Introduction: Avoid Airport Baggage Checks, and Other Tips for Easy Travel
Got a long journey ahead, backpacking or just want an easier time? Here are my top tips to make your holiday experience safer and easier. These tips are all quick, inexpensive and can be done by anyone! If you like them, please give them a vote. Either way, I hope they help you as much as they've helped me.
Enjoy and Bon voyage!
Step 1: Avoid Airport Baggage Checks
Airport security x-rays basically look for all the components of explosives close together. These are (1) a chemical component and (2) an electrical component. You take out your liquids but often keep your solid toiletries like soaps, makeup, tablets or even Berocca in your bag while it gets x-rayed. Keep these well away from anything electrical like your charging cables, batteries or cameras and your bag will go through fine every time (provided you don't have anything in that you shouldn't of course).
Step 2: Packing Cubes
Packing cubes are a great way to organise your belongings and to keep them organised while you delve to the bottom of your bag for that one thing you need. I swear by these; especially when packing because you can easily check you have everything. I carry one for my clothes, one for electricals (chargers, cables, SteriPEN etc.) and one for my spare supplies (spare glasses, thermal top, medicine refills etc.). My toiletries bag goes on top so I only have 4 units to completely pack or unpack my bag.
Step 3: 4 Head Multi-Charging Cables
Multi-charging cables are a great way to save space, packing time and meet all your charging needs with one USB port - and they're cheap! The cables come with different combinations of heads so you can get the one that works with your specific device combination.
The safety bonus: When you buy the cable, check to see if your devices will sync. They shouldn't; these cables should only have the +5V and 0V lines connected, so if you use a computer's USB to charge your device, you know you can`t be hacked!
Step 4: Screen Protection
Screens can be notoriously accident prone when you travel, but here's a few easy steps to ensure never have to worry. No clunky cases required!
For larger items, pack them flat, face against your notebooks, travel papers or anything flat. Slim (flat) pockets are great for storing them this way because they will sandwich the two together, making the paper or book your screen protector. Try to keep keys, makeup or other small, solid objects separated from your devices.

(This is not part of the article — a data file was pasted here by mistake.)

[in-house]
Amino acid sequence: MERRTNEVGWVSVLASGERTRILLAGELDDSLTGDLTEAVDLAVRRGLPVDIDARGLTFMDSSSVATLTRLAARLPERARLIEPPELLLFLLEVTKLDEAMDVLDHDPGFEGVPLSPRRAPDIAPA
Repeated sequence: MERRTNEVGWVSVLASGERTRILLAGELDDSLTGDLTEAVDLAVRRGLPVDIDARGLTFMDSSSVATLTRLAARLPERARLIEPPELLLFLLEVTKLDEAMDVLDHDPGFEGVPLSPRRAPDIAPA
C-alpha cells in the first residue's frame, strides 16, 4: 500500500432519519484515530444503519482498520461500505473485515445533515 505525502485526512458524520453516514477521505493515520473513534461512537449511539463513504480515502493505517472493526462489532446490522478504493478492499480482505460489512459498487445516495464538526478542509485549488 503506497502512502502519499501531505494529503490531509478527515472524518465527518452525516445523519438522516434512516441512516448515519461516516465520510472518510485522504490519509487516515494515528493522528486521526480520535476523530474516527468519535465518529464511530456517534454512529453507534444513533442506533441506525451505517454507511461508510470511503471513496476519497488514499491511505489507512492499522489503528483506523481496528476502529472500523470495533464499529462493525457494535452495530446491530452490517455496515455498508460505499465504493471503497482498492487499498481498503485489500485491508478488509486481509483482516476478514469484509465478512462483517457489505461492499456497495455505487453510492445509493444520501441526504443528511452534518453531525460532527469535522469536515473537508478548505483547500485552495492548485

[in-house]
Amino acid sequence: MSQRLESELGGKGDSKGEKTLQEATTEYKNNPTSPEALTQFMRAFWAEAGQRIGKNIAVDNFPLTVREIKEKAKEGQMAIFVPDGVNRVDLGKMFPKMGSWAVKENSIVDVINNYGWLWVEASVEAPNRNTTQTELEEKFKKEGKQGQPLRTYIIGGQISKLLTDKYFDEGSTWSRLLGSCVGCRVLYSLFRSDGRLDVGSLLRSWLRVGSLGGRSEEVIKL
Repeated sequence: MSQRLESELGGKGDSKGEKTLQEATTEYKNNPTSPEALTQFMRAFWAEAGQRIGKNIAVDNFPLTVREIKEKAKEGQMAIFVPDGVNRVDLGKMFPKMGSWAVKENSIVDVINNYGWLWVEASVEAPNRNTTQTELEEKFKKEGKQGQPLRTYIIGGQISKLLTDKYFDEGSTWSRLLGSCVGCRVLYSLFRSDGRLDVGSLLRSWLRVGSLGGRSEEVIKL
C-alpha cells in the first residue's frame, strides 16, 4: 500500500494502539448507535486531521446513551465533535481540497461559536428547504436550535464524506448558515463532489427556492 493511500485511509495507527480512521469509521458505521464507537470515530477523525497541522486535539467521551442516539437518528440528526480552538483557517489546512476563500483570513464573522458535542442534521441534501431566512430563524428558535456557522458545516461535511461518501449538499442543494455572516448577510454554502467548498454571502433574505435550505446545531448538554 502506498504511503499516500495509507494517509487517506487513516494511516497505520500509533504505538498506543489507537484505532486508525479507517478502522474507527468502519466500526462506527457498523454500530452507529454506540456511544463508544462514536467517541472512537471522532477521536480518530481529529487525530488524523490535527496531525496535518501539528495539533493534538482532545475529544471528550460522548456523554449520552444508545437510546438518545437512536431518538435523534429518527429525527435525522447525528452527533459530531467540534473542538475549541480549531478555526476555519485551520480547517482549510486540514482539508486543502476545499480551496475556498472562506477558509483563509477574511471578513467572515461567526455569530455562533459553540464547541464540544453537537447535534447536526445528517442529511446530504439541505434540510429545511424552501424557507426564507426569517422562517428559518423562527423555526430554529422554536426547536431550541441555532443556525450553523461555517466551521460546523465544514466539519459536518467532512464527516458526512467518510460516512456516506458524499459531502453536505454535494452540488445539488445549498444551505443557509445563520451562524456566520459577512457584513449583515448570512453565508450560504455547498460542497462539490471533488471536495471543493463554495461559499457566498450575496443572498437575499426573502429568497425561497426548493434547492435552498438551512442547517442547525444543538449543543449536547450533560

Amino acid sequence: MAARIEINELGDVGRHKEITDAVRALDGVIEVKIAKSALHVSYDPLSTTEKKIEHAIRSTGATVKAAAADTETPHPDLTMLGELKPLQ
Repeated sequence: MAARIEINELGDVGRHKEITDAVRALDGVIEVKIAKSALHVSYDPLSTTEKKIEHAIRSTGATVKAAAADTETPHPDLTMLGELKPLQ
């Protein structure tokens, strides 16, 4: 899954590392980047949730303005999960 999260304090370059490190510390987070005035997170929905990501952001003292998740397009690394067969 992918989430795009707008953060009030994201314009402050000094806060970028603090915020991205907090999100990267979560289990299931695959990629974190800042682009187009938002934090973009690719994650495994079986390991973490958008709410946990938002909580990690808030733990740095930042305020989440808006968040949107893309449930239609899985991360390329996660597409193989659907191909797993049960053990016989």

Likewise when you carry smartphones, iPods etc. in your pockets, always face the screen inwards and towards your legs.
Step 5: The Camouflaged Map Money Wallet
No one is ever going to mug you and take your free tourist map off you! So, when you arrive and get your free tourist map, pick up a spare. This video and many others will show you how to make an easy paper wallet ideal for keeping your backup cards and cash.
Tip: most tourist maps are about A3 size. If A3-ish, half the map to A4 before you start to finish with the ideal wallet size.
Step 6: Day Bag Security
If you have a flap-fronted day bag like mine, maybe a magnetic-popper handbag or a satchel, sew on a nice big slab of velcro (wide gauge) on the underside of the flap, with the opposing surface where the Velcro lands on your bag. That way, someone may silently undo the zip or clip, but they can't get their hand in or it'll make a nice loud velcro sound you won't miss!.
Step 7: The Backup Phone
Before you go travelling, buy the cheapest pay-and-go handset plus sim you can with some credit on it (£10 will do). Put all your important phone numbers on it, charge it up, turn it off and dump it in the bottom of your bag. Hopefully you`ll never use it, but if your phone gets stolen or runs out of charge at that crucial moment you're covered.
Step 8: Dirty Laundry Dry Bag
These dry bags are available at almost every outdoors shop and make an essential way to deal with dirty laundry. Waterproof is smell proof so you can travel with your dirties and keep your clean clothes fresh.
For best use, squeeze and press down on the bag whilst rolling up from the bottom. Once you get to the top, roll the top strip down a few times and close, making a really handy compression bag too.
When you're not using it simply roll it up flat and it takes up almost no space or weight!
Step 9: Backup Pen Drive
Keep an NTFS-formatted pen drive with all your travel information, ticket copies and reservations on it and keep it in a zip-lock (waterproof) pouch with your essentials like your passport. If your printouts get wet, lost or destroyed, your hotel, hostel or campsite reception can print off those barcoded train tickets or tour confirmations again for you.
Tip: the NTFS format is supported by everyone, so make sure that's your Drive's format or reformat it if required. Dropbox is also great to have as a backup, but you don't want to have to login on a stranger's computer to get your printouts! For this reason, the pen drive is safer.
Step 10: Save on Local Transport
Know the local transport options before you go. Most places have smart cards like Oyster or Orca, or multi-use tickets that make transport cheaper and easy to use. But when you get there ticket machines can be a nightmare. So, know what ticket you need and how to get it before you arrive. Websites like seat61.com and TripAdvisor can really help here.
Tip: Taxis can be expensive at best and dodgy at worst, so avoid them if you can.
Thanks for reading. I hope you found these tips useful and if so, please remember to vote. Thanks.
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